To attain all these goals, LIDARs differ on what wavelength they use, what type of emitters and detectors they have, what optics they put in front of those, how they steer their beams (if they steer them at all) and how they process the signals.
The laser wavelength makes a big difference. Operating at 1550nm (long infrared) allows much more power to be used safely, for much better range. It’s also expensive because you can’t use cheap silicon approaches. In short-infrared, the shorter the wave the more efficient silicon is, but the more ambient light there is from the sun. It’s hard in these bands to get the fully desired range on the hard dark targets, though many vendors claim they pull it off. Everybody can see things like retroreflectors (as found on signs and some lane markers) but black cars, clothing and tires are another story.
Beam steering is another big area of differentiation. Several LIDARs, particularly the oldest and 360 degree designs, just spin the whole LIDAR in a circle. You will also see many devices with a small mirror that is able to vibrate (often in two dimensions) to steer the beams. Another popular approach is to use very tiny “MEMS” mirrors which can be built on a chip. (This is often called solid state but it has small moving parts.)
The real solid state approaches include “phased array” steering (common in radar) and frequency based steering (using a laser whose frequency can be quickly changed and a prism, which makes light change direction based on its frequency.) New entrant Bajara uses this method for steering one direction. Strobe, which was acquired by Cruise, is rumored to also use this method.
“Flash” LIDAR does not scan. Rather it has a very large number of sensors, and possibly emitters to do the whole scene at once. Traditionally that’s been expensive and also hard to get the range from since the flash involves immense power. Thanks to cheap VCSEL laser arrays on silicon, new companies like Sense Photonics hope to win with this approach, though they currently can’t deliver the range for highway driving.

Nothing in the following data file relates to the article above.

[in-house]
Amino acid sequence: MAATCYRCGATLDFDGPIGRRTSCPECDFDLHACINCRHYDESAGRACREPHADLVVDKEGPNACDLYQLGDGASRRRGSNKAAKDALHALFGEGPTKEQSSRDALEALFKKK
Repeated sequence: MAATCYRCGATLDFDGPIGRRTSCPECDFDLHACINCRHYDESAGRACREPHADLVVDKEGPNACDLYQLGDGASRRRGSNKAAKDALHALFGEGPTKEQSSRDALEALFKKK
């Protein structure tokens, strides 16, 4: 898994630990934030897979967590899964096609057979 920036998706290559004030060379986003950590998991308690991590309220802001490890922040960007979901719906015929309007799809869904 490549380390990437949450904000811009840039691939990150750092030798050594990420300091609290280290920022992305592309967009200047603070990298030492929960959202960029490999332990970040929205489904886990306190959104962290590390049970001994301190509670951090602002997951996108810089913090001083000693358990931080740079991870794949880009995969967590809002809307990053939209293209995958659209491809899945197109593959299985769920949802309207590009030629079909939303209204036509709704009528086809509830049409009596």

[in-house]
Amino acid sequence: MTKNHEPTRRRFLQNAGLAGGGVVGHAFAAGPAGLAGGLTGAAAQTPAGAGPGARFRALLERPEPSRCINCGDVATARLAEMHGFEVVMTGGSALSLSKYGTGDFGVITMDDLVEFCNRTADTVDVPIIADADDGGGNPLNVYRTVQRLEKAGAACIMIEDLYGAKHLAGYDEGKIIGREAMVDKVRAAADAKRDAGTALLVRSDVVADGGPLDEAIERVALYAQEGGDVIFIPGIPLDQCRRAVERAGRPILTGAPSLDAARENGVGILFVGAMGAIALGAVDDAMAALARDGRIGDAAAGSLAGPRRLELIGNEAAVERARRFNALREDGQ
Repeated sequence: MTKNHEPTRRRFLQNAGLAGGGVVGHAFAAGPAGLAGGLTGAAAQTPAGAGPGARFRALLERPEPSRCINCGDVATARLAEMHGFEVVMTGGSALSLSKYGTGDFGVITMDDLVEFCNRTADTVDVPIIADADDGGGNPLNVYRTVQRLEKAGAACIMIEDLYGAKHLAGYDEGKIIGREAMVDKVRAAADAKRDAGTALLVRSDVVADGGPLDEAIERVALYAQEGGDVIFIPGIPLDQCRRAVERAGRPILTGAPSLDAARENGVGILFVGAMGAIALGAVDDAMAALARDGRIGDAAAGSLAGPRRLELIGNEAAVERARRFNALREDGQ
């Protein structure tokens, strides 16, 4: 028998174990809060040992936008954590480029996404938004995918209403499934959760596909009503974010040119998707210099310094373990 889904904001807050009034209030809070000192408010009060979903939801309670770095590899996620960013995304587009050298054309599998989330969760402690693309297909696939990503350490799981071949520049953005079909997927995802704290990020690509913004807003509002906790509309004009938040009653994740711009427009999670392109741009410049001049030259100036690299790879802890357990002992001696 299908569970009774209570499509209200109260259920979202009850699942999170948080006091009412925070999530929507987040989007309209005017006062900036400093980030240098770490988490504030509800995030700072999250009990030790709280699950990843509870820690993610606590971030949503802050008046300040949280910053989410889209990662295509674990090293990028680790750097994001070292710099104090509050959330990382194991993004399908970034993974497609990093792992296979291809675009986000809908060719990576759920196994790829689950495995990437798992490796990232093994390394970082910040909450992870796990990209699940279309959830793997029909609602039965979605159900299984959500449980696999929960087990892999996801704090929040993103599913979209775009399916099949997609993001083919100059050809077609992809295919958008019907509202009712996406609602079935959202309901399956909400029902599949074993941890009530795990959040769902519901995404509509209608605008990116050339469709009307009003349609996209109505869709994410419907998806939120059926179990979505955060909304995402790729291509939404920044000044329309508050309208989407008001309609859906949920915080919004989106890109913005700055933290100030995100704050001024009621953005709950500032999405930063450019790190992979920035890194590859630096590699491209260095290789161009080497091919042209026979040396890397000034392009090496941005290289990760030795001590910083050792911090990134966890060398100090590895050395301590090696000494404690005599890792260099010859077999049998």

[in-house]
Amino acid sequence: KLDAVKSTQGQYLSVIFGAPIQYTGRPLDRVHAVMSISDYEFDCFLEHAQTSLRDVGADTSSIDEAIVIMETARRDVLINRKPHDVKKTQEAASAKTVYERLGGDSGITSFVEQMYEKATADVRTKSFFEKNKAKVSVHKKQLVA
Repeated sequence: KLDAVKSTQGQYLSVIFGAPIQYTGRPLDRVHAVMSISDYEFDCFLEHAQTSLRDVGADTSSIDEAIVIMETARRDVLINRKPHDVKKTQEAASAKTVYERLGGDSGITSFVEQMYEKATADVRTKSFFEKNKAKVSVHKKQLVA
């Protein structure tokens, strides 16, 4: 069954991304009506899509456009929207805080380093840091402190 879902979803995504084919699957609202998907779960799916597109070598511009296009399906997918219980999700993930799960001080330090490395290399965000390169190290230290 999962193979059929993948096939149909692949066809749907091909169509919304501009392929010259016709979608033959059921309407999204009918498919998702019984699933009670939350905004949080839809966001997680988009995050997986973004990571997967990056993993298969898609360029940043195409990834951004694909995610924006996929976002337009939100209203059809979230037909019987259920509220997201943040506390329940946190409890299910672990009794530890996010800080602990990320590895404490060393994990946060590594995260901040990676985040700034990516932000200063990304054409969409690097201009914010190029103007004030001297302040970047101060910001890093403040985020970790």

These solid state approaches are sought after because it is believed they will be the most reliable and robust in the harsh automotive environment. Large moving parts are harder to keep robust and to keep calibrated. Nonetheless, as you might guess, every vendor now insists their current products are robust and won’t need frequent replacement or servicing — and automakers will demand that. Robotaxis that come home to base every night can tolerate less robust instruments though only if that offers some other great benefit.
The most talked about new entrant was Bosch. While Bosch teased they would launch their new LIDAR at CES, they pulled back and revealed no details, other than it would be “long range” and be at a price point suitable for the driver assist market. (Generally, the driver assist market needs sensors that are well below $1,000 since you don’t want to add many thousands of dollars to the cost of a vehicle people buy off the lot. The taxi market can tolerate much more expensive sensors, spreading that cost over many customers at a few cents a mile.)